The experience last week was about hindsight: you checked out your browser history and considered the connections in your thinking that had already occurred, trying to make sense of the associative trails you saw. The experience this week is in the here-and-now and asks you to create some man-computer symbiosis: you will engage in formulative thinking and record your associative trails as you make them.
Another goal of this assignment is to help you further brainstorm your inquiry topic for this course and to help you learn more about it.
1. Based on the interest inventory and your continued thinking about your choice of topic for the inquiry project, choose a Wikipedia page that represents your area of interest for inquiry in UNIV 200. Be specific in finding a Wikipedia page about what interests you: for example, don’t choose scienceàdon’t choose astronomyàdon’t choose spaceàDO choose black holes. Don’t choose moviesàdon’t choose old moviesàdon’t choose horror moviesàDO choose Alfred Hitchcock (and maybe even narrow that to a particular film!).
2. Consider a handful of relevant Wikipedia pages, ultimately choosing one that best captures your specific area of interest. Be sure that the Wikipedia page is detailed and contains plenty of links.
3. Open up a Google Doc/Word Doc to use during this concept experience. Recording this experience as it happens is essential for the reflective writing you will do to illustrate it.
4. On the Google Doc/Word Doc, record the name of the page on which you start and copy and paste the URL. (You may also want to take screenshots of the websites–or parts of the websites–you view so that you can include them in your reflective writing.)
5. Read the Wikipedia page. Choose the link that interests you the most and click it.
6. Read this page, ultimately finding the link that interests you the most and clicking on it. Before you click on that link though, don’t forget to record the name of this page and the URL. Again, you may want to take a screenshot of the page or part of it.
Repeat this process of choosing a link, clicking on it, and reading the new page at least 10 times. If you come to a dead end (a website with no links), click the back button and redo that step. HOWEVER, that dead end was part of your concept experience, so be sure to record it!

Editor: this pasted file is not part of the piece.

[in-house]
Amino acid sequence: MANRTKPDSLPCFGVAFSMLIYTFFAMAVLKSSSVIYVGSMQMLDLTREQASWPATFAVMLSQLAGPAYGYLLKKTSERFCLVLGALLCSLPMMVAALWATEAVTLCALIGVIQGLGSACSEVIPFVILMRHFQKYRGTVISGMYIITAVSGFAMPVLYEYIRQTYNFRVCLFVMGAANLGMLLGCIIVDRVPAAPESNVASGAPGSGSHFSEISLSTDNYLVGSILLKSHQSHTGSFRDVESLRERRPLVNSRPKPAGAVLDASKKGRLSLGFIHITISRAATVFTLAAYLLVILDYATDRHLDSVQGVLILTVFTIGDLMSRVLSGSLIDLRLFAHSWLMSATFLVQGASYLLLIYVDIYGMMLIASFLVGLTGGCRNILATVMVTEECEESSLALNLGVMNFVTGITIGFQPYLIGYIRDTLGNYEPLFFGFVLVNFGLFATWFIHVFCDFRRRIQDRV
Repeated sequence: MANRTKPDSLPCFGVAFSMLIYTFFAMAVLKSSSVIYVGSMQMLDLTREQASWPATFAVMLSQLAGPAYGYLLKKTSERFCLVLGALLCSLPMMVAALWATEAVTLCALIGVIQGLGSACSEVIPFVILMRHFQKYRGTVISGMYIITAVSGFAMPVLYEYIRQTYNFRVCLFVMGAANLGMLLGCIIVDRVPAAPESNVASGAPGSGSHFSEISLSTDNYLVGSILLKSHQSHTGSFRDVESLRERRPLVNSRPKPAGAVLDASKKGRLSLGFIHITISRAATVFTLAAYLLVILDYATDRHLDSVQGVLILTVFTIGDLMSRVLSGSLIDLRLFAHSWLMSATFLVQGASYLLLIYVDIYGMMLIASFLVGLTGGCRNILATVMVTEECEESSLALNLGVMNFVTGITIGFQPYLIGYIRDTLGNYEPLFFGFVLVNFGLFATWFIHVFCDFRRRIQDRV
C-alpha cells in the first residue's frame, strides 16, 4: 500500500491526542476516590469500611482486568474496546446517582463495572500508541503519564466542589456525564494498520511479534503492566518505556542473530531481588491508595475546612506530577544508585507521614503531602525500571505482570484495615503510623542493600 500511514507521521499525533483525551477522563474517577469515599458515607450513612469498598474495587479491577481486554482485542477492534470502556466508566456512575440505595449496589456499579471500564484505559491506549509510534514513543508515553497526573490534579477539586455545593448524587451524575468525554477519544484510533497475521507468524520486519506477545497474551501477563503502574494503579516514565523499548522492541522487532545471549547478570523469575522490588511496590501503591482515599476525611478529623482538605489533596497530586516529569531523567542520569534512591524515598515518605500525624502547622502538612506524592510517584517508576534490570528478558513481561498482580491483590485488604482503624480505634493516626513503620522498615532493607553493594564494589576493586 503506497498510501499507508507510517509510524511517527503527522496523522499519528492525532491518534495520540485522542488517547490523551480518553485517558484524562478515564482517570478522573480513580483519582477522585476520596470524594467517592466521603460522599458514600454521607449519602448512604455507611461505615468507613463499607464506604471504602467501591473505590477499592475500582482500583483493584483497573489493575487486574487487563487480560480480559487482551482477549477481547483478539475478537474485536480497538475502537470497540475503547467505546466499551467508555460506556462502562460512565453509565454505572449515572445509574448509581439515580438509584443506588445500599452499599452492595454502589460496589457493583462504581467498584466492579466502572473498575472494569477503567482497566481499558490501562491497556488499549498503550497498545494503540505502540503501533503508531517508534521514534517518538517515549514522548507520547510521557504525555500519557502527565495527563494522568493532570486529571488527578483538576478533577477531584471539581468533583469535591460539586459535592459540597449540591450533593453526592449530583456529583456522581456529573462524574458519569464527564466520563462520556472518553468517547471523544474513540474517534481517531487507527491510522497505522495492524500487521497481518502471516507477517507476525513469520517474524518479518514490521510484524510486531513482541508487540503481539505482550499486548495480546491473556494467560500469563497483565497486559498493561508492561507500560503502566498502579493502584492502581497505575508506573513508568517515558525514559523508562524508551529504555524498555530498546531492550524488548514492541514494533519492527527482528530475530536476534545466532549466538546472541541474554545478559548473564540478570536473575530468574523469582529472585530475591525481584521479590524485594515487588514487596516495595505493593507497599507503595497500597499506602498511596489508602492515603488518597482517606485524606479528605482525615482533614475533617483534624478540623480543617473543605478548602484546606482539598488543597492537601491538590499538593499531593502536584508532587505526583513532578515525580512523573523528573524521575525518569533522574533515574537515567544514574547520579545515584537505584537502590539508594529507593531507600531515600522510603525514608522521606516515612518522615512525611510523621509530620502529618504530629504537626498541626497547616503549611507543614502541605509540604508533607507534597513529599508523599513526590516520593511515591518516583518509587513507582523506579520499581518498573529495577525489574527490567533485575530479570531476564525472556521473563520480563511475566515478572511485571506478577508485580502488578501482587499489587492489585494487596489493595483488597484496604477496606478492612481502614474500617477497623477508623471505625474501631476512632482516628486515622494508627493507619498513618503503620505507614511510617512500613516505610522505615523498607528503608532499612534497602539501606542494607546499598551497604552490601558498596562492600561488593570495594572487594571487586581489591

HELP FROM LICKLIDER:
Here’s the passage in which Licklider distinguishes formulative thinking (the concept we want you to experience here) from formulated (or preformulated) thinking (the kind where you have clear procedures already in place).
Present-day computers are designed primarily to solve preformulated problems or to process data according to predetermined procedures. The course of the computation may be conditional upon results obtained during the computation, but all the alternatives must be foreseen in advance. (If an unforeseen alternative arises, the whole process comes to a halt and awaits the necessary extension of the program.) The requirement for preformulation or predetermination is sometimes no great disadvantage. It is often said that programming for a computing machine forces one to think clearly, that it disciplines the thought process. If the user can think his problem through in advance, symbiotic association with a computing machine is not necessary.
However, many problems that can be thought through in advance are very difficult to think through in advance. They would be easier to solve, and they could be solved faster, through an intuitively guided trial-and-error procedure in which the computer cooperated, turning up flaws in the reasoning or revealing unexpected turns in the solution. Other problems simply cannot be formulated without computing-machine aid. Poincare anticipated the frustration of an important group of would-be computer users when he said, “The question is not, ‘What is the answer?’ The question is, ‘What is the question?'” One of the main aims of man-computer symbiosis is to bring the computing machine effectively into the formulative parts of technical problems.